A novel approach is to actually retain the existing well-proven devices such as the syringe and needle or the Uniject™ as the core drug delivery device but to add to them a simple mechanism that provides the manipulations required to deliver a correct inj ection and also incorporates the safety modifications that are needed to prevent needlestick injury and ensure self destruct capability. A surprisingly simple and cheap modification to a sterile package for the standard syringe and needle can successfully be used to automate the medical skills needed to deliver a safe injection and dispose ofthe hazardous needle afterwards. The sterile package consists of a housing for the syringe barrel, which can telescope into a larger diameter hollow cap covering the syringe plunger. The syringe and needle are located fully inside this two-part packaging sheath, which completely encloses and protects them.

Accordingly, it is an object of the present invention to provide an injection of a predetermined dose of medication without a patient seeing a needle before, during or after an injection.

It is another object of the present invention to provide a sterile package consisting of a housing for a syringe barrel, which can telescope into a larger diameter hollow cap covering' a

syringe plunger with a syringe and needle located fully inside the syringe barrel and hollow cap to completely enclose the syringe after use.

It is yet another object ofthe present invention to provide two plastic injection moldingparts

and a spring which are used in combination with a pre-filled syringe to inject an individual and completely conceal a used syringe.

. .It is still yet another object ofthe present invention to use a pre-filled blister-type injection device for injection of a predetermined amount of medication and have the injection needle sealed between a barrel and a cap for safe disposal. These and other obj ects ofthe invention, as well as many ofthe intended advantages thereof, will become more readily apparent when reference is made to the following description taken in conjunction with the accompanying drawings.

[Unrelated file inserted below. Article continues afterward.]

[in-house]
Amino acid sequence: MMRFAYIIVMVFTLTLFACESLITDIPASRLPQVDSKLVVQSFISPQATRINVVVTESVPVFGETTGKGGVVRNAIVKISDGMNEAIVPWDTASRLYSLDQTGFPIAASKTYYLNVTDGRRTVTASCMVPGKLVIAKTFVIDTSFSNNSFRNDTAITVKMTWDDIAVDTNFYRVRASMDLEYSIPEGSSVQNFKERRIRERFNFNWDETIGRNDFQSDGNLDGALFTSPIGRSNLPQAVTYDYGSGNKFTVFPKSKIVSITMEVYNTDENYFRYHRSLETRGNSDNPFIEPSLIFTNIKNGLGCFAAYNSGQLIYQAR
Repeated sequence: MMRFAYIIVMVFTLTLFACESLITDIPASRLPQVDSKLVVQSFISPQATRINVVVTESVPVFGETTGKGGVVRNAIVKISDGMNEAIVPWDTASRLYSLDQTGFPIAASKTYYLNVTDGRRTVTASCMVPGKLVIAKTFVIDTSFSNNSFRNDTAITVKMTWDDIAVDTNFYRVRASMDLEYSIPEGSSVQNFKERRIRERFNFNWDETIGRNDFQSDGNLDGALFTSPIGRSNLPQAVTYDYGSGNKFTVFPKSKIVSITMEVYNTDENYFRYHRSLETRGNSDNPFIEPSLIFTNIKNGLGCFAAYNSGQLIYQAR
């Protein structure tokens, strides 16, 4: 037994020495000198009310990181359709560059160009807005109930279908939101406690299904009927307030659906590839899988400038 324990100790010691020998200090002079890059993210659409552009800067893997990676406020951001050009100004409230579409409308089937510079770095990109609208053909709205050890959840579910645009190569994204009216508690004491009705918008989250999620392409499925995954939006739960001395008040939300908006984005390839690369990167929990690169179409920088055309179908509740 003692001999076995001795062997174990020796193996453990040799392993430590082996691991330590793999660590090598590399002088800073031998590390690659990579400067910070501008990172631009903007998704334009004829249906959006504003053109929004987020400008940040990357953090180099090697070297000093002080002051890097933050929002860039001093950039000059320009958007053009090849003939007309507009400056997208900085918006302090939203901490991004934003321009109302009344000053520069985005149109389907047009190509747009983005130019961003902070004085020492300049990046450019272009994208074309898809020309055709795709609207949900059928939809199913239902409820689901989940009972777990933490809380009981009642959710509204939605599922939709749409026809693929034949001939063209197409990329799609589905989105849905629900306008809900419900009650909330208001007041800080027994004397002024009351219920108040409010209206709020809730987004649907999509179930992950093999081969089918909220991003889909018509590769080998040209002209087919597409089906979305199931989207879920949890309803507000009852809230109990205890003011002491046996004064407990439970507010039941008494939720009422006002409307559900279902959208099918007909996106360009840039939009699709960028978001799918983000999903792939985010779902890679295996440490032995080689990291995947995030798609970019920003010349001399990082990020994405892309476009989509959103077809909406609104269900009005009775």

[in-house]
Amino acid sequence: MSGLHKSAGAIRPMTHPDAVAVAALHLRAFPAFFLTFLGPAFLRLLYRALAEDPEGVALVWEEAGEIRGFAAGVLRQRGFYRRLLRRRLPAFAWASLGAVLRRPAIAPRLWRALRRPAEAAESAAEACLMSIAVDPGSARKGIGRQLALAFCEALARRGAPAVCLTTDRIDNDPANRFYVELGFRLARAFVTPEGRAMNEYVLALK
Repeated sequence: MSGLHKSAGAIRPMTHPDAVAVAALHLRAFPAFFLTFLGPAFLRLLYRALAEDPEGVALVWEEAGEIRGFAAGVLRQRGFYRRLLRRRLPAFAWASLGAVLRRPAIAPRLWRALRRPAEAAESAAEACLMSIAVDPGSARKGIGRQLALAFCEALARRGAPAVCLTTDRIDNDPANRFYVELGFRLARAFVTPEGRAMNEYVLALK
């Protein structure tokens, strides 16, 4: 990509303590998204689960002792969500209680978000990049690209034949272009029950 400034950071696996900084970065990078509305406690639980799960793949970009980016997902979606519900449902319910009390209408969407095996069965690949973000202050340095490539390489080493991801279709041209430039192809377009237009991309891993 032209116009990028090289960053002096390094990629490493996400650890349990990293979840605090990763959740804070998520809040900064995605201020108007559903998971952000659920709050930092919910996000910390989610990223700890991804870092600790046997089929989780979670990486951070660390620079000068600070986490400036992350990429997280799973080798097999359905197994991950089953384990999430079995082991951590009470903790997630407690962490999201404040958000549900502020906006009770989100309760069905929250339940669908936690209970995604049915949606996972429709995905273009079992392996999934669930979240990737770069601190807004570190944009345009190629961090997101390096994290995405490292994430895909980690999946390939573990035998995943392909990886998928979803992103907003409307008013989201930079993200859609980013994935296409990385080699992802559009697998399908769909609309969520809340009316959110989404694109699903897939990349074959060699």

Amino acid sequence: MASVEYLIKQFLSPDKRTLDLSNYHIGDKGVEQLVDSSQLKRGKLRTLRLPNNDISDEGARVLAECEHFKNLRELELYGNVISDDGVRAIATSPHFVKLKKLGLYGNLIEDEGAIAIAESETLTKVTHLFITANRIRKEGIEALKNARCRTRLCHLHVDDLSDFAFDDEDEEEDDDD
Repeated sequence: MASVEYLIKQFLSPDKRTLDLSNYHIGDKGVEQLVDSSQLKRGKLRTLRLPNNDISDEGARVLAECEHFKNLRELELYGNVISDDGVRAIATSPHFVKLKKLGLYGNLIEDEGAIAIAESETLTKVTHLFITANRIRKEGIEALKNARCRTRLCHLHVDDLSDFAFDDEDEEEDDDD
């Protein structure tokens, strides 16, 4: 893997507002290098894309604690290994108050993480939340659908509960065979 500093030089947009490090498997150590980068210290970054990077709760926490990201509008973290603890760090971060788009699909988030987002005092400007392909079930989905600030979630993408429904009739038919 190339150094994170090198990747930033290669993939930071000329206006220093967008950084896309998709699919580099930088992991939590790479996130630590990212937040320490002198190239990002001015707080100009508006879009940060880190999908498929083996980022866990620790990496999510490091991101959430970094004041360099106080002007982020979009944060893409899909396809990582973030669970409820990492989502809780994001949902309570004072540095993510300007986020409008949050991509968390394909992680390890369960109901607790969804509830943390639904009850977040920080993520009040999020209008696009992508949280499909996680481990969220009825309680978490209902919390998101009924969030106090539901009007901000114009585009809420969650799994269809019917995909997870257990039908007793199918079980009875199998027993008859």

Brief Description ofthe Drawings

Figure 1 A illustrates a conventional pre-filled syringe. Figure IB is an exploded view of the safety injector according to the present invention illustrating a cylindrical cap, a cylindrical barrel housing and spring.

Figure 1C is a sectional view of a syringe of Figure 1A mounted in the assembled parts of Figure IB.

Figure 2 A illustrates the safety injector ofthe present invention positioned against a patient's skin.

Figure 2B illustrates a partial compression of the cylindrical cap towards the cylindrical barrel housing for injection of a patient with a syringe.

Figure 2C illustrates the continued movement of the cap towards the barrel housing for

dispensing of medication through the syringe into the subcutaneous tissues of a patient.

Figure 2D shows the final positioning ofthe cap interlocked with the barrel housing to form a disposal container for a used syringe.

Figure 3A is a side view of a pre-filled Uniject™ syringe including a plastic blister containing a dose of medication.

Figure 3B is a plan view of a shaped plastic moulding. Figure 3 C is an elevational view ofthe plastic moulding shown in Figure 3B. Figure 3D is a partially folded view ofthe plastic moulding shown in Figures 3B and 3C.

Figure 3E is a sectional view of the plastic moulding mounted onto the blister injector contained within a cap and a barrel with a spring surrounding the syringe ofthe blister injector.

Figure 3F is a sectional view taken along-the longitudinal axis ofthe blister injector mounted in an injection capsule. Figure 4A(1) is a sectional view showing the mounting ofthe distal free end ofthe safety injection device pressed against the skin ofthe patient.

Figure 4A(2) is a longitudinal sectional view shifted 90 degrees with respect to Figure 4A(1).

Figure 4B(1) shows the initial downward movement ofthe cap to compress the spring and move the needle into the skin ofthe patient. Figure 4B(2) is a longitudinal sectional view shifted 90 degrees with respect to Figure 4B(1).

Figure 4C(1) illustrates the continued downward movement ofthe cap and the compression ofthe collar ofthe syringe inside the hollow hub ofthe syringe.

Figure imgf000010_0001

Figure 4C(2) is a longitudinal sectional view shifted 90 degrees with respect to Figure 4C(1).

Figure 4D(1) illustrates continued downward movement ofthe cap to force medication from the blister into the subcutaneous tissues of the patient and the surrounding of the blister by the shaped plastic molding.

Figure 4D(2) is a longitudinal sectional view shifted 90 degrees with respect to Figure 4D(1).